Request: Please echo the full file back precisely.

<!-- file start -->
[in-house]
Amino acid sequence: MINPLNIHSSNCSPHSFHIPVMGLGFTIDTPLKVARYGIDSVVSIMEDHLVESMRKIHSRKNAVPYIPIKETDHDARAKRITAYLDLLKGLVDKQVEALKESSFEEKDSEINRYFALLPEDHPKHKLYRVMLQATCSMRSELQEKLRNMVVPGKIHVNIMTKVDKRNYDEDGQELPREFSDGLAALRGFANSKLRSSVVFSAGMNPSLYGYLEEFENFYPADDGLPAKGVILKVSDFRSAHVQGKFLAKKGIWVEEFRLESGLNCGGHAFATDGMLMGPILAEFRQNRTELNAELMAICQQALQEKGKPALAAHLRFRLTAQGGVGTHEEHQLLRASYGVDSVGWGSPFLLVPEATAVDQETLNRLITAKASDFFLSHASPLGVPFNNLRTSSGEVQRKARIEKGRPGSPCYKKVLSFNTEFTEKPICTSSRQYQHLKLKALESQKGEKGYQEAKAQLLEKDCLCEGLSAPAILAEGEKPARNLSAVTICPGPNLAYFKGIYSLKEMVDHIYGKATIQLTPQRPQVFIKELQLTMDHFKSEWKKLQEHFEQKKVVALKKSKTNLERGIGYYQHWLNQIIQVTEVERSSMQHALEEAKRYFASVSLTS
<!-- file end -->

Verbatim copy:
[in-house]
Amino acid sequence: MINPLNIHSSNCSPHSFHIPVMGLGFTIDTPLKVARYGIDSVVSIMEDHLVESMRKIHSRKNAVPYIPIKETDHDARAKRITAYLDLLKGLVDKQVEALKESSFEEKDSEINRYFALLPEDHPKHKLYRVMLQATCSMRSELQEKLRNMVVPGKIHVNIMTKVDKRNYDEDGQELPREFSDGLAALRGFANSKLRSSVVFSAGMNPSLYGYLEEFENFYPADDGLPAKGVILKVSDFRSAHVQGKFLAKKGIWVEEFRLESGLNCGGHAFATDGMLMGPILAEFRQNRTELNAELMAICQQALQEKGKPALAAHLRFRLTAQGGVGTHEEHQLLRASYGVDSVGWGSPFLLVPEATAVDQETLNRLITAKASDFFLSHASPLGVPFNNLRTSSGEVQRKARIEKGRPGSPCYKKVLSFNTEFTEKPICTSSRQYQHLKLKALESQKGEKGYQEAKAQLLEKDCLCEGLSAPAILAEGEKPARNLSAVTICPGPNLAYFKGIYSLKEMVDHIYGKATIQLTPQRPQVFIKELQLTMDHFKSEWKKLQEHFEQKKVVALKKSKTNLERGIGYYQHWLNQIIQVTEVERSSMQHALEEAKRYFASVSLTS